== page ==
Adjusting the sound for multipurpose halls on a tour, is a difficult and thankless job, which on this evening, - disregarding what you may say about that hall otherwise - was fully successful. Smaller details like a triangle or a rattle are not just to be seen, but are also to be heard, which shows that the most important band members are sometimes not in front, on the stage at all, but are to be found in the background.

Traditional costume and pinafore shirt

The light goes out on the dot and Hubert von Goisern steps onto the stage with his five member band. Each simply has on what he likes. This reaches from the traditional costume on Burgi Höller (violin, vocals) to the pinafore shirt on Wolfgang Blümel (guitar, vocals), whom one could also imagine any time on the building site as he reaches for his next beer. Above all, the pieces come from the new CD Fön and also from the album Trad.

Right at the beginning, von Goisern dives deep into the sound world of the Alps. The left hand fully relaxed, or the music going over in the air, his voice blends with celestial keyboard sounds - he yodels. Rather less than in the Musikantenstadl, sensing and feeling the sound colours of the different instruments. One not inconsiderable contribution to the impression of this opening was the professional - planned down to the smallest detail - light show, which picked up the atmosphere in the music through the whole spectrum and played with him.

Von Goisern would not be von Goisern if things did not go so well on the stage. A blues is not conceivable without primal scream therapy, folk songs mix with reggae and borrow from heavy metal. Apart from the countless instruments that von Goisern plays this evening, impressive above all is his voice, which is reminiscent in places of Deep Purple's experiment on their Japan tour.

It is almost strange to look at how the band pick up more and more speed and the audience sit peacefully in their seats. Here and there a bashful foot jiggles along, but then at some point von Goisern had seized them. Talking charmingly, he propped himself up on his accordion during the comedy interludes, and at the latest with Bernd's drum solo, during which the aforementioned milk churn went into action, it clicked. At the end, everyone could get their money's worth, in any case the audience found themselves not sitting any more for the encores, but pressed closely against the stage.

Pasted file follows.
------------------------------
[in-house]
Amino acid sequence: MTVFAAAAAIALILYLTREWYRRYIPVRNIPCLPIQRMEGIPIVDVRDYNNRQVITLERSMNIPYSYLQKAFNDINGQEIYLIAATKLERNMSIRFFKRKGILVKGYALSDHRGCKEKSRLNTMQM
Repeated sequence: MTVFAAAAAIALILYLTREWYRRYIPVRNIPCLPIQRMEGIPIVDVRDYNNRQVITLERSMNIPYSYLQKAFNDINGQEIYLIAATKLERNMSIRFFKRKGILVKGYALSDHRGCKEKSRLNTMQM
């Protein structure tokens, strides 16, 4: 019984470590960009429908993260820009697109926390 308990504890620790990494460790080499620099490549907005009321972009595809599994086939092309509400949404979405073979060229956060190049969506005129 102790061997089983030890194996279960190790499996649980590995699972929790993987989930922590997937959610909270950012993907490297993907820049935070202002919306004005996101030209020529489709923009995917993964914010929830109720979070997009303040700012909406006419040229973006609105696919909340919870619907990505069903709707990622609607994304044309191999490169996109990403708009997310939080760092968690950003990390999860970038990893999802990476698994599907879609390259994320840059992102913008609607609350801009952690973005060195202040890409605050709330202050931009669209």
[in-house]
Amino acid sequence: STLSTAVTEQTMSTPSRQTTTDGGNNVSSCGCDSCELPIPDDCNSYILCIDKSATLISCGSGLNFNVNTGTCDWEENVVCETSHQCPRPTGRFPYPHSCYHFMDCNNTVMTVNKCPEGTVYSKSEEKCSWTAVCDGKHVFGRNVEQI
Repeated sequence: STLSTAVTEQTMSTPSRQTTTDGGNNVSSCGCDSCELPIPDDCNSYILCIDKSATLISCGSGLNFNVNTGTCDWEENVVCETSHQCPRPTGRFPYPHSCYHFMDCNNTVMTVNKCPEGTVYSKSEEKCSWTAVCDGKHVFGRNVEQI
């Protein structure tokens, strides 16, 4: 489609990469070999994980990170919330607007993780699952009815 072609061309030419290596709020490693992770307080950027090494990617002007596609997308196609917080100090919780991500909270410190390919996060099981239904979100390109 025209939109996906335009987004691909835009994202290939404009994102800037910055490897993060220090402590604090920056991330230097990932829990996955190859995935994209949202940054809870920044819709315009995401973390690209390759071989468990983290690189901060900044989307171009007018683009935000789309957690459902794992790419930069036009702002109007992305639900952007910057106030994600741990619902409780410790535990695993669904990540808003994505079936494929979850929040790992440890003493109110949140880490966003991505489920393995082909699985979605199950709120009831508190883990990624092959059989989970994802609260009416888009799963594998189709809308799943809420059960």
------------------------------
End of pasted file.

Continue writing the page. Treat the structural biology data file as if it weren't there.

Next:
Hubert von Goisern in Feldkirch

PartyPeople 26th September 2001 | Photos: © PartyPeople

His comeback in the spring was sensational and he took the audience by storm. On Wednesday 26th September 2001, Hubert von Goisern and Band came to the Feldkirch Montforthaus.

You had waited six years for him. Hubert von Goisern used these years of his creative break to take in worldwide collected musical experiences. At the beginning of May, he was awarded the "Austrian Music Award 2001" in the category "Solo Artist Rock/ Pop National" for his album Fön.

According to his own statements, Hubert von Goisern will only play current songs. We expect new sounds from Bad Goisern - a Fön storm from the Alps.

Tones not of this world

Südkurier 2001 | Text: Jörg Braun

Yodelling about it, instead of talking: Hubert von Goisern in Pfullendorf

Certainly there are words for everything. Everything can be described, characterised, explained. But what almost two thousand visitors heard and experienced in Pfullendorf on Thursday evening, scarcely lets itself be put into words. Let alone be pigeonholed. A concert, certainly. With a band and singer: Hubert von Goisern, the former founder of Austrian alpine rock, earlier successful on tour with the Alpinkatzen, now more mature, after journey years around the whole world. So far so good.

But then it gets complicated. How does one describe someone who yodels in tones never heard before, groans and cries? In tones that at their peak are not of this world any more. What do you call someone from Bad Goisern in Salzkammergut, who ruthlessly rocked, bluesed, popped, jazzed up the folksy tunes and melodies from the depths of his homeland and wildly mixing African drums under it? That does not suit any convention, any corset.

He is almost 50, the Goiserer. Not a conspicuous type. Were he to drive a tractor with liquid manure in front of the Seepark area, nobody would recognise him. He is externally unprepossessing, but musically a rarity. He sings, he yodels, cries and whistles, plays the guitar, flugelhorn, althorn, harmonica and naturally his "Styrian", the diatonic accordion. He squeezes catchy rhythms and many foreign sounds out of it. He moves about the stage as if high on love, at times softly and tenderly, then wildly and passionately.